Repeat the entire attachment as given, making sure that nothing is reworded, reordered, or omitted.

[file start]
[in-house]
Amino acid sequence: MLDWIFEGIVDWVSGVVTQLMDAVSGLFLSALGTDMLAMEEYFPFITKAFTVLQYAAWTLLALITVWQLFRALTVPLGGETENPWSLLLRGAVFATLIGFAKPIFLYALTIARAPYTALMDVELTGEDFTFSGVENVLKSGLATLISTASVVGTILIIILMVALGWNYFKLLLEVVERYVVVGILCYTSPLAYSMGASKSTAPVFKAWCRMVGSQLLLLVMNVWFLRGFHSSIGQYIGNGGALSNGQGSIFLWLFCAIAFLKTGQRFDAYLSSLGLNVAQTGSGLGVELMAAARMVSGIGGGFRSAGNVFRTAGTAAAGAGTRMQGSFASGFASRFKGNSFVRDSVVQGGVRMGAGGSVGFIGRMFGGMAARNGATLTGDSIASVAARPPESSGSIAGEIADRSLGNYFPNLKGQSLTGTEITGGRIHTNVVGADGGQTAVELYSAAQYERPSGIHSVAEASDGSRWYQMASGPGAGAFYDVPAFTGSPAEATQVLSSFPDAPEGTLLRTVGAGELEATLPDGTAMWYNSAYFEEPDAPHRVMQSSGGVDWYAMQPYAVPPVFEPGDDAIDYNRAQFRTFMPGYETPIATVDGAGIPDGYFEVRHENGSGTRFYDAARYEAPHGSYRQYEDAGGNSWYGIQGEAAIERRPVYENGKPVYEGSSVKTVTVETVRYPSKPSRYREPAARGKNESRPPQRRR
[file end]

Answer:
[in-house]
Amino acid sequence: MLDWIFEGIVDWVSGVVTQLMDAVSGLFLSALGTDMLAMEEYFPFITKAFTVLQYAAWTLLALITVWQLFRALTVPLGGETENPWSLLLRGAVFATLIGFAKPIFLYALTIARAPYTALMDVELTGEDFTFSGVENVLKSGLATLISTASVVGTILIIILMVALGWNYFKLLLEVVERYVVVGILCYTSPLAYSMGASKSTAPVFKAWCRMVGSQLLLLVMNVWFLRGFHSSIGQYIGNGGALSNGQGSIFLWLFCAIAFLKTGQRFDAYLSSLGLNVAQTGSGLGVELMAAARMVSGIGGGFRSAGNVFRTAGTAAAGAGTRMQGSFASGFASRFKGNSFVRDSVVQGGVRMGAGGSVGFIGRMFGGMAARNGATLTGDSIASVAARPPESSGSIAGEIADRSLGNYFPNLKGQSLTGTEITGGRIHTNVVGADGGQTAVELYSAAQYERPSGIHSVAEASDGSRWYQMASGPGAGAFYDVPAFTGSPAEATQVLSSFPDAPEGTLLRTVGAGELEATLPDGTAMWYNSAYFEEPDAPHRVMQSSGGVDWYAMQPYAVPPVFEPGDDAIDYNRAQFRTFMPGYETPIATVDGAGIPDGYFEVRHENGSGTRFYDAARYEAPHGSYRQYEDAGGNSWYGIQGEAAIERRPVYENGKPVYEGSSVKTVTVETVRYPSKPSRYREPAARGKNESRPPQRRR